Thoughts on Header File Extensions: .h vs .hpp

I'm creating a new framework which uses a mix of C and C++, and recently I stopped to consider my choice of header file extension.

I have spent my career as a C programmer, so many of my habits are simply ossified from my C days. One such habit is using .h for all header file extensions.

To make matters worse, it seems there is still not a fixed approach to C/C++ header file differentiation. While surveying comments around the internet, I see many developers only use .hpp for C++ headers which also include implementations. Other C++-only headers are left with the .h extension. Unhelpfully, many IDEs still seem to recommend .h as the default header extension, even if you are using C++.

The problem with allowing .h to represent both C and C++ code without differentiation is that you increase friction for developers:

  • How can you know that you can't include a specific library .h file in your C program because it's really C++?
  • What if you are trying to adjust your build system and want to exclude all C++ files from a specific project?

I think it is important to make conventions and language type apparent to developers without requiring manual inspection. In my new framework, I have decided to use .hpp for all headers that are C++-only. .h will be reserved for headers which can be included by either C or C++ sources. I'm not alone in this convention - at the very least, Boost uses the same approach. To quote from the Boost FAQ:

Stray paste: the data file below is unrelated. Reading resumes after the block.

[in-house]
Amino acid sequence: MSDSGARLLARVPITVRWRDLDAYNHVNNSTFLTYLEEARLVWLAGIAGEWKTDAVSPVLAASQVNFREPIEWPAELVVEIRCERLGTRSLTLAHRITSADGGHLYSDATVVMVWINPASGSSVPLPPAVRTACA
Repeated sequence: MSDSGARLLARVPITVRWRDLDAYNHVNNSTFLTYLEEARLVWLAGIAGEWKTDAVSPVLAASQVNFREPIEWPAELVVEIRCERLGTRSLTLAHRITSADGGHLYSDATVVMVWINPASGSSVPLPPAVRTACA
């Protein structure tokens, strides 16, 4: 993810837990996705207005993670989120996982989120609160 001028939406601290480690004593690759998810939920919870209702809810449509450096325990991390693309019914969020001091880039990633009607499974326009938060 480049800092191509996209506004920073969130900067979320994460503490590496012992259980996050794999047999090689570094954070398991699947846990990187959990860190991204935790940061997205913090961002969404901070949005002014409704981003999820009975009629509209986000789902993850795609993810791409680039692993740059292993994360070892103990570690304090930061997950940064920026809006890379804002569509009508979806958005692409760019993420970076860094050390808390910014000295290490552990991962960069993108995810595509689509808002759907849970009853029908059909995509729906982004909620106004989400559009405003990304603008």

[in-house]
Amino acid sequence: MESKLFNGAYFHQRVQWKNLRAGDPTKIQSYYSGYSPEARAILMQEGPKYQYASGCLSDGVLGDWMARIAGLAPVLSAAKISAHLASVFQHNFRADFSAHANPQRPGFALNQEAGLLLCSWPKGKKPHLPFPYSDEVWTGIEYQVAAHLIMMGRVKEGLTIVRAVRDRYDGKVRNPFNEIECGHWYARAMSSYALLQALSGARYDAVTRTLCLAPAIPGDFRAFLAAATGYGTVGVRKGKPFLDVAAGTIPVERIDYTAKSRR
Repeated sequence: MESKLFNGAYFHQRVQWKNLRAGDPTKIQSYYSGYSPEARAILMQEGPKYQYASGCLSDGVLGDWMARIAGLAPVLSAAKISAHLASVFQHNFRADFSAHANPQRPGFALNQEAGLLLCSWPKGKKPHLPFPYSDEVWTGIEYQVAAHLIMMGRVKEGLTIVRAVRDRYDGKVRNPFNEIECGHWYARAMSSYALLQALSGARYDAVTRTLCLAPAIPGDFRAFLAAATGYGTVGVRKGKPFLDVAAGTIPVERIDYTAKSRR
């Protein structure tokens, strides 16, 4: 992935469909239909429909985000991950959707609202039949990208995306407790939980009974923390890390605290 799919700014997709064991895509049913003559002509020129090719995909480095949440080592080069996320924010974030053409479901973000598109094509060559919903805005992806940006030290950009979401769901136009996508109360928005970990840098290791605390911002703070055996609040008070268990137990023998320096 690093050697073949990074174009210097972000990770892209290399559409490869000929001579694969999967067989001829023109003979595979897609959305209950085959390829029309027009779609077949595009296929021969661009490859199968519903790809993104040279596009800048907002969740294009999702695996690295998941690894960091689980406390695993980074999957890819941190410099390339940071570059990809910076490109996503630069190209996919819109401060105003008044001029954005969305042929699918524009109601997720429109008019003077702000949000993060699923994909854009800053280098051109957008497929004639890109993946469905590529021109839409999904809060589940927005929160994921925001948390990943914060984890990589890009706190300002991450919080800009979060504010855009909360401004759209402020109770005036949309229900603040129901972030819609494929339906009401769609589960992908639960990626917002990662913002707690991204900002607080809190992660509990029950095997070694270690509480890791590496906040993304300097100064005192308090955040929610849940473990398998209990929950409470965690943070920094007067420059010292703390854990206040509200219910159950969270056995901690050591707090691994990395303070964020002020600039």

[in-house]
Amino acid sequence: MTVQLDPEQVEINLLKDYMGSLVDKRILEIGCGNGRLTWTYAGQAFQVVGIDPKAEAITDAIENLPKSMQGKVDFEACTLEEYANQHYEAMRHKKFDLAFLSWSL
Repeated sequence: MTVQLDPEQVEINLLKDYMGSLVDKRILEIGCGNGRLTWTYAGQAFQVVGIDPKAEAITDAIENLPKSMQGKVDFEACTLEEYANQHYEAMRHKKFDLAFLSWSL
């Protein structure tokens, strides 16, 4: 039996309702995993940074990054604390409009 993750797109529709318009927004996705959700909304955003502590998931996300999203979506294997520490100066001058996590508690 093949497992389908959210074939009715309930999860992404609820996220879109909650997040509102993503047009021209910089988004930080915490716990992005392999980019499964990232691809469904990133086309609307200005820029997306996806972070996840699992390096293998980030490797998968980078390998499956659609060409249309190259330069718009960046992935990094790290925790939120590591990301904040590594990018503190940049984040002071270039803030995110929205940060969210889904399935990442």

Why do Boost headers have a .hpp suffix rather than .h or none at all?
File extensions communicate the "type" of the file, both to humans and to computer programs. The '.h' extension is used for C header files, and therefore communicates the wrong thing about C++ header files. Using no extension communicates nothing and forces inspection of file contents to determine type. Using '.hpp' unambiguously identifies it as C++ header file, and works well in actual practice. (Rainer Deyke)

As an aside, it is helpful to make your C-style headers compatible with C++. Here are some simple strategies to keep in mind:

  • protect C-only code with the __cplusplus macro, which is only defined by the C++ compiler
  • Mark C functions code as extern "C" when compiling C++ code

I hope that you take some time to think about header extensions in your own projects!